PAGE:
Words on Writing: C


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clause

A group of related words containing a subject and a verb. Clauses come in two types: independent and dependent (subordinate).

Compare phrase.

comma-spliced sentence

A run-on sentence that includes two independent clauses joined by only a comma, making the comma a “comma splice”: Max bent down to pick up the rock, he heard his back snap.

Compare fused sentence.

For more, see the chapter “Running On about Run-Ons” in Word Up!

complex sentence

A sentence that contains exactly one independent clause and at least one dependent clause: Although the snow blower’s lack of cooperation frustrated him, Xavier persisted until he got the thing running again. A complex sentence distinguishes the subordinate ideas (Xavier’s frustration) from the more important ones (Xavier’s persistence).

Compare simple sentence, compound sentence, compound-complex sentence.

compound-complex sentence (complex-compound sentence)

A sentence that contains two or more independent clauses and at least one dependent clauseAlthough the snow blower’s lack of cooperation frustrated him, Xavier persisted until he got the thing running again, and the neighbors cheered.

Compare simple sentencecompound sentencecomplex sentence.

compound modifier (adjectival compound, phrasal adjective, unit modifier)

phrase that functions as a unit in modifying a noun. When a compound modifier precedes the noun, it requires a hyphen—with rare (and hotly disputed) exceptions. In snow-crusted chronicles, the phrase snow-crusted is a compound modifier, acting as an adjective that describes, oddly if mellifluously, the noun chronicles.

For more, see the chapters “Hyphens Unite!” and “To Hyphenate or Not To Hyphenate After a Noun: That Is the Wrong Question” in Word Up!

compound sentence

A sentence that contains two or more independent clausesXavier’s snow blower conked out, and he had a devil of a time getting it to run again.

Compare simple sentence, complex sentence, compound-complex sentence.

conjunction

A structure-class word that joins words, phrases, or clauses. Conjunctions come in various types, including coordinating conjunctions, subordinating conjunctions, and conjunctive adverbs.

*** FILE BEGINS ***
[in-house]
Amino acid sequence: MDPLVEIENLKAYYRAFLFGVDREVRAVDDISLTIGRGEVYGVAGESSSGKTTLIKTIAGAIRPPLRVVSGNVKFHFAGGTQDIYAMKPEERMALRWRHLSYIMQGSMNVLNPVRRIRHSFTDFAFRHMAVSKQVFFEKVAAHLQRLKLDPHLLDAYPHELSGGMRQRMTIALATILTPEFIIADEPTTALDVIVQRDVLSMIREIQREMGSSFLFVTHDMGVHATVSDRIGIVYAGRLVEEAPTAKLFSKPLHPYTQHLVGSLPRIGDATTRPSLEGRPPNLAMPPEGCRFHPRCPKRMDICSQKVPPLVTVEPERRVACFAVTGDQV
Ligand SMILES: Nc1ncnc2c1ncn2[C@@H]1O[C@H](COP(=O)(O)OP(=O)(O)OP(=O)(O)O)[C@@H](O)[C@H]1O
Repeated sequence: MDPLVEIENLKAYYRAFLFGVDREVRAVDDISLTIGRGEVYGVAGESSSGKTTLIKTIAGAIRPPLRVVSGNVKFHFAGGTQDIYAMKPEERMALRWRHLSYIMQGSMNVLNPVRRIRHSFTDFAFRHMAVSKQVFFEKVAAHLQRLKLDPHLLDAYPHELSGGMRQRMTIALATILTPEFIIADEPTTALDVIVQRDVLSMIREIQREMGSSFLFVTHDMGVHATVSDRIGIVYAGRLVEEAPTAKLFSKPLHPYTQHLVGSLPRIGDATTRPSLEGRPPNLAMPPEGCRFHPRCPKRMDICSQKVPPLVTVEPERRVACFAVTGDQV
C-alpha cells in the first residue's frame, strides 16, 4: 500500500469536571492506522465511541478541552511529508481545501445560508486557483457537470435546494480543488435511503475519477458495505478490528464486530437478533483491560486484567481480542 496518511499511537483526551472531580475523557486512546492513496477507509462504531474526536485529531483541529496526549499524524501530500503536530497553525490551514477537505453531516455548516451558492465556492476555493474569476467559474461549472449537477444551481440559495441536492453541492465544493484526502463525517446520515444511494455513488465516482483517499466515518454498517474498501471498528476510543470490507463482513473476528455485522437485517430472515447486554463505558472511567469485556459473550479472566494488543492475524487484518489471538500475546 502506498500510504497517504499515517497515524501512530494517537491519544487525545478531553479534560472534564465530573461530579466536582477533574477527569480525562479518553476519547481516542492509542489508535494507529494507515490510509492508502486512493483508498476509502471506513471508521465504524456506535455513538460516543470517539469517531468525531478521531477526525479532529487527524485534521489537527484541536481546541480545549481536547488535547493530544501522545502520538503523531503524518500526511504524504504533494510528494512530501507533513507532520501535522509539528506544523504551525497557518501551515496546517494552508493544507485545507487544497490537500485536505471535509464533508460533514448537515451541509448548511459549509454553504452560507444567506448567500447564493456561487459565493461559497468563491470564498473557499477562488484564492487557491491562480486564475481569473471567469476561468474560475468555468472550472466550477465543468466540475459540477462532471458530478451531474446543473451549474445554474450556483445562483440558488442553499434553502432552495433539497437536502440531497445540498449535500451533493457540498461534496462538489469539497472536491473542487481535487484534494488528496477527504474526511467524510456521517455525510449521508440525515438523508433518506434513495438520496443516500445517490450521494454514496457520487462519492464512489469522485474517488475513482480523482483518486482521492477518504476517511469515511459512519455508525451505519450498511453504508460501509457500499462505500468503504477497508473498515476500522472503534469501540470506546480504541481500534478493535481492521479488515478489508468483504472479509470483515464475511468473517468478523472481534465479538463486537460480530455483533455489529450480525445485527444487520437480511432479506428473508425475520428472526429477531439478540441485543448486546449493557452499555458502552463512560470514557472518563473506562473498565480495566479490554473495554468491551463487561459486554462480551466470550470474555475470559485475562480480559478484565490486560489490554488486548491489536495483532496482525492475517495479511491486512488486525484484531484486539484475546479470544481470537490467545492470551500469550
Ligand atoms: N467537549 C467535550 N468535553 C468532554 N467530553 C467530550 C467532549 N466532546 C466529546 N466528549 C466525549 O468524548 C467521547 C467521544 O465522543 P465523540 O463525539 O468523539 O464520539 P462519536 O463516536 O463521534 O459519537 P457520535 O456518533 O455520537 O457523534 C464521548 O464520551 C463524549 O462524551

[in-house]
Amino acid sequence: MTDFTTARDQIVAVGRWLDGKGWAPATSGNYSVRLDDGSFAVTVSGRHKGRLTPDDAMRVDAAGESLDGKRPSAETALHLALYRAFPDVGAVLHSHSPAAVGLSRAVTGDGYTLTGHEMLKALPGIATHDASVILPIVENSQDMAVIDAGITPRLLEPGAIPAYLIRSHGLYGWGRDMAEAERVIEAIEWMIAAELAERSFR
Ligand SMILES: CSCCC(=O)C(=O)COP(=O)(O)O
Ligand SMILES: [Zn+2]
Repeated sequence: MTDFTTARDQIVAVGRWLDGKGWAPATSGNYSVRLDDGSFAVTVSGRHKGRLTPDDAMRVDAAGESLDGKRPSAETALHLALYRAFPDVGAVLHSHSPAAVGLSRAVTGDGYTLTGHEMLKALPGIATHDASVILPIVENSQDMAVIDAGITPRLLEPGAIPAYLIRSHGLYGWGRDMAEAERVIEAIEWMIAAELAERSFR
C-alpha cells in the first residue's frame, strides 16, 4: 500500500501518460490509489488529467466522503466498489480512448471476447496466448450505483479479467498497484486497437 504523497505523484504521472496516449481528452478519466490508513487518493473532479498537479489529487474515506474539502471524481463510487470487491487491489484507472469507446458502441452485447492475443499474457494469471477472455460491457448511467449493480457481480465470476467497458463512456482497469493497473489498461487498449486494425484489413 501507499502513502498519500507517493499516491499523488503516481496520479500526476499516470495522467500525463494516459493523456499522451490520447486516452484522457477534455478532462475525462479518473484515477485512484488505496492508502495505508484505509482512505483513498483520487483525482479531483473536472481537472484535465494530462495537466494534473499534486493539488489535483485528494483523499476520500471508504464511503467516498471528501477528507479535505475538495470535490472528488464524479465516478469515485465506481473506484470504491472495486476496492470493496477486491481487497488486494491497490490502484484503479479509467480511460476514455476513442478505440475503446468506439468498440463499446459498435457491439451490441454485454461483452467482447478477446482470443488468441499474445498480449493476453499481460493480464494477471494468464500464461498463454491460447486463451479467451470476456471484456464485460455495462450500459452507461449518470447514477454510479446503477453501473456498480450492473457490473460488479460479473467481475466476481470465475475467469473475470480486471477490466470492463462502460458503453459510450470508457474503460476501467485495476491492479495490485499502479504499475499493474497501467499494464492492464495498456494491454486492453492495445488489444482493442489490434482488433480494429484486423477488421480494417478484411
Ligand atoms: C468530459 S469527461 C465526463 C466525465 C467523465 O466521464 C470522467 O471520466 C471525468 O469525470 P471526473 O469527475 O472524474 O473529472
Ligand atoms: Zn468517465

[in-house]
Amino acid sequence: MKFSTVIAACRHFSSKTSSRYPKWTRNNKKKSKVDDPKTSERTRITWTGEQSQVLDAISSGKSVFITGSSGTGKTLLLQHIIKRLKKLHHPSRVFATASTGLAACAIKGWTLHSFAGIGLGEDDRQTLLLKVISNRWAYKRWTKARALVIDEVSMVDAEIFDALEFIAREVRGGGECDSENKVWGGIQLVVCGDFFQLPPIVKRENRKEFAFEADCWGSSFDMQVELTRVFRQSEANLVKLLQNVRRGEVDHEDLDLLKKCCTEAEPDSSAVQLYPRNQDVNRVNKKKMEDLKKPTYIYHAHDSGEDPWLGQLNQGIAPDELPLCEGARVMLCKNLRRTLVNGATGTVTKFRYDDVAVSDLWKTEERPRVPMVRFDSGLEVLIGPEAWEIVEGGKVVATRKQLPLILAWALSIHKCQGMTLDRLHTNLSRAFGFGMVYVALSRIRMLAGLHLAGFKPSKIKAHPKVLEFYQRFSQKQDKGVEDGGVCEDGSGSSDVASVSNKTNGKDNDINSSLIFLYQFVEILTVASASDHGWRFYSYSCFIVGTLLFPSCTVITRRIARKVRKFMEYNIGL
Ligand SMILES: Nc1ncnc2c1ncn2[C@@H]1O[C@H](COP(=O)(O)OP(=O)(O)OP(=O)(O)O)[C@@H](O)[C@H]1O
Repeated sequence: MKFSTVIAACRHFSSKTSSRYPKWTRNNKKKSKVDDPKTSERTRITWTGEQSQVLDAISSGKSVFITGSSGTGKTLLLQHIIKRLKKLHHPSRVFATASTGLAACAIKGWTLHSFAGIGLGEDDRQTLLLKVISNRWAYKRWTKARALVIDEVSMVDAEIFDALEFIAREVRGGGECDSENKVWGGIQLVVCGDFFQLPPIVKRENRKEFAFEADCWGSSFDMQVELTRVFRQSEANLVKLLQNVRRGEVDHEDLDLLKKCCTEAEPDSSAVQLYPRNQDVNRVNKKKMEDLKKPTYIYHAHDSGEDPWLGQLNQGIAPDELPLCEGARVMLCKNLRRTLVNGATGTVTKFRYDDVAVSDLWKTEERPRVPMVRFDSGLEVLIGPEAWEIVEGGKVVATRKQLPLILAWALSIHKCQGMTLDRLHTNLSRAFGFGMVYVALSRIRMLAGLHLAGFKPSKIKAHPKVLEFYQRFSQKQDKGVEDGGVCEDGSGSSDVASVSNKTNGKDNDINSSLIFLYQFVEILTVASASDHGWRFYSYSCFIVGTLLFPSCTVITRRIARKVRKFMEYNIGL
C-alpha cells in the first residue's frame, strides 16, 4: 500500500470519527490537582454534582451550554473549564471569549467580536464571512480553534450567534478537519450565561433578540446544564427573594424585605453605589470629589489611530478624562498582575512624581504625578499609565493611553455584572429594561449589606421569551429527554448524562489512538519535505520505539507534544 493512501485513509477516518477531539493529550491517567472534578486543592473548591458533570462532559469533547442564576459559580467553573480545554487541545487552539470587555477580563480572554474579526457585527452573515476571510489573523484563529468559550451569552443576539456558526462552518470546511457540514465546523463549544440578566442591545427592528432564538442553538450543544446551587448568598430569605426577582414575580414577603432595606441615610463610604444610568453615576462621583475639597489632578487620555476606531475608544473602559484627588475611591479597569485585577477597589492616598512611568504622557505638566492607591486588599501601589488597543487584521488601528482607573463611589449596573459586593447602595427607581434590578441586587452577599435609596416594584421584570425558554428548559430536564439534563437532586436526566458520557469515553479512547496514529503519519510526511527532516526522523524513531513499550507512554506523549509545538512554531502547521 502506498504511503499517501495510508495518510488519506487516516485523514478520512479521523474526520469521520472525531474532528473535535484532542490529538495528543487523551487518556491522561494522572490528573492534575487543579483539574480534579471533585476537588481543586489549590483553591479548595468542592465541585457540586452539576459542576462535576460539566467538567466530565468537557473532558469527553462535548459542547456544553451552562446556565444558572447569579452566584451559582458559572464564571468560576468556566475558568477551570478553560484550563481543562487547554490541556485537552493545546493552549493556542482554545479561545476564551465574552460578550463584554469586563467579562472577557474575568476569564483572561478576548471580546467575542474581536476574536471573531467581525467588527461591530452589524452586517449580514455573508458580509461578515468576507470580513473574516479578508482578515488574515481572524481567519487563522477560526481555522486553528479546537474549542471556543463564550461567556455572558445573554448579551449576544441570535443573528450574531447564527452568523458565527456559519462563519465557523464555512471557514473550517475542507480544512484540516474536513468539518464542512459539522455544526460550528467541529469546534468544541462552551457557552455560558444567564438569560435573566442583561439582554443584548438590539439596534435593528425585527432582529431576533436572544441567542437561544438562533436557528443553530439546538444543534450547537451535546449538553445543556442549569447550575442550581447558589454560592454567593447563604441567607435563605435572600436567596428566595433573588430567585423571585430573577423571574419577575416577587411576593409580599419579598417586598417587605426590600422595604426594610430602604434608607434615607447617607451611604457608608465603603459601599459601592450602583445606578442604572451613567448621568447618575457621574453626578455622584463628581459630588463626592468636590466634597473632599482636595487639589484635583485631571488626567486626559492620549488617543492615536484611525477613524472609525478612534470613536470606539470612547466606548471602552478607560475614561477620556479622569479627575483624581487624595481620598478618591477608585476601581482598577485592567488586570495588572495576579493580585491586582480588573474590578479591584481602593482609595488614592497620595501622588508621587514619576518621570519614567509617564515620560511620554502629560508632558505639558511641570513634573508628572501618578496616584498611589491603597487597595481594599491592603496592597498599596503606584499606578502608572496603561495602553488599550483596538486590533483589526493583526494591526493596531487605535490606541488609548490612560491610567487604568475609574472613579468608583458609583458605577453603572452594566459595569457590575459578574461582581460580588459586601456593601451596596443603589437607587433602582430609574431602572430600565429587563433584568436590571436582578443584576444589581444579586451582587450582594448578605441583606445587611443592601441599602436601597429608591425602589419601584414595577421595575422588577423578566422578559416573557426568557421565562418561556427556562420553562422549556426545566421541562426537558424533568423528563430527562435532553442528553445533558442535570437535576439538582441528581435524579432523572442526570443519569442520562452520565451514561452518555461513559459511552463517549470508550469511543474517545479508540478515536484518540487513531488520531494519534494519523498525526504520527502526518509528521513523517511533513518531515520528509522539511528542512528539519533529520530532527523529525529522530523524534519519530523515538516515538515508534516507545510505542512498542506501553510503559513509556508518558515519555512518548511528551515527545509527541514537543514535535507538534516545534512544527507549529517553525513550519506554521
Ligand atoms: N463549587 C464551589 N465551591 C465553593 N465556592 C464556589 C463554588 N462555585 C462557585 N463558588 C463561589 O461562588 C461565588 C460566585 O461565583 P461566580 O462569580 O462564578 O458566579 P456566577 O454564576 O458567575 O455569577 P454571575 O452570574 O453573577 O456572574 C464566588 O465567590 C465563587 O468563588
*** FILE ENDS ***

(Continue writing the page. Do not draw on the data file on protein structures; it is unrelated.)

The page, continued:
For more, see the chapter “A Modern Take (Is Take a Noun?) on Parts of Speech” in Word Up! 

conjunctive adverb

An adverb that acts as a conjunction: therefore, nevertheless, however, subsequently, otherwise, then. Conjunctive adverbs join two independent clauses, signaling a relationship between them: cause and effect, sequence, contrast, comparison, etc.

In Siobhan shoveled as fast as she could; nevertheless, night fell before she could finish the job, the word nevertheless acts as a conjunctive adverb, revealing a contrast between Siobhan’s speed and the sun’s. A conjunctive adverb is followed by a comma and preceded by a semicolon—or a period: Siobhan shoveled as fast as she could. Nevertheless, night fell.

(The words identified here as conjunctive adverbs may also play other roles, in which case they are classified differently.)

Compare coordinating conjunction and subordinating conjunction.

For more, see the chapter “A Modern Take (Is Take a Noun?) on Parts of Speech” in Word Up! 

consonance

A type of alliteration in which consonant sounds are repeated, as in Tuckered-out and thirsty, Titus can’t feel his toes. Here the consonance consists of seven t sounds. (Only the sounds count; the ear doesn’t care about spelling.) The New York Times crossword puzzle often includes consonant clues, like Parmesan pronoun (answer: “mio,” Italian for my).

For more, see the chapter “Your Words Come Alive with a Hint of Music” in Word Up!

content words

See form-class words.

coordinating conjunction (coordinator)

A conjunction that joins words, phrases, or clauses of equal grammatical rank or function (coordinate words, phrases, or clauses). Coordinating conjunctions have no characteristic features of form. You can remember the most common ones by the acronym FANBOYS: forandnorbutoryetso.

In Hey, fanboy, how about a bowl of chili or a mug of wassail? the coordinating conjunction is or. A bowl of chili and a mug of wassail are coordinate phrases.

In Jacqueline drove through the storm to get chili powder, and Jacques stayed home to cook, the coordinating conjunction is and, and the two independent clauses are the coordinate elements. When the coordinate elements are independent clauses, the conjunction is preceded by a comma.

As for the notion that sentences shouldn’t start with and or but, forget it—lest you fall for a “rank superstition” and a “gross canard.”[1] Kicking off with and or but is, in fact, “highly desirable in any number of contexts.” Good writers do it all the time, especially in informal writing. But they don’t follow either little word with a comma.

(The words identified here as coordinating conjunctions may also play other roles, in which case they are classified differently.)

Compare conjunctive adverb and subordinating conjunction.

For more, see the chapter “A Modern Take (Is Take a Noun?) on Parts of Speech” in Word Up! 

copular verb

See linking verb.

A-Z page

This is not a list of all words about writing—you’d be scrolling all day. These definitions evolved while I was writing Word Up! I enjoyed what I learned and wanted to share it.

Get the full glossary and more in the book: Word Up! How to Write Powerful Sentences and Paragraphs (And Everything You Build from Them)

[1] Bryan A. Garner, Garner’s Modern American Usage, 3rd ed. (Oxford: Oxford University Press, 2009), 44 under “and,” 121 under “but.”

Last modified: December 14, 2012

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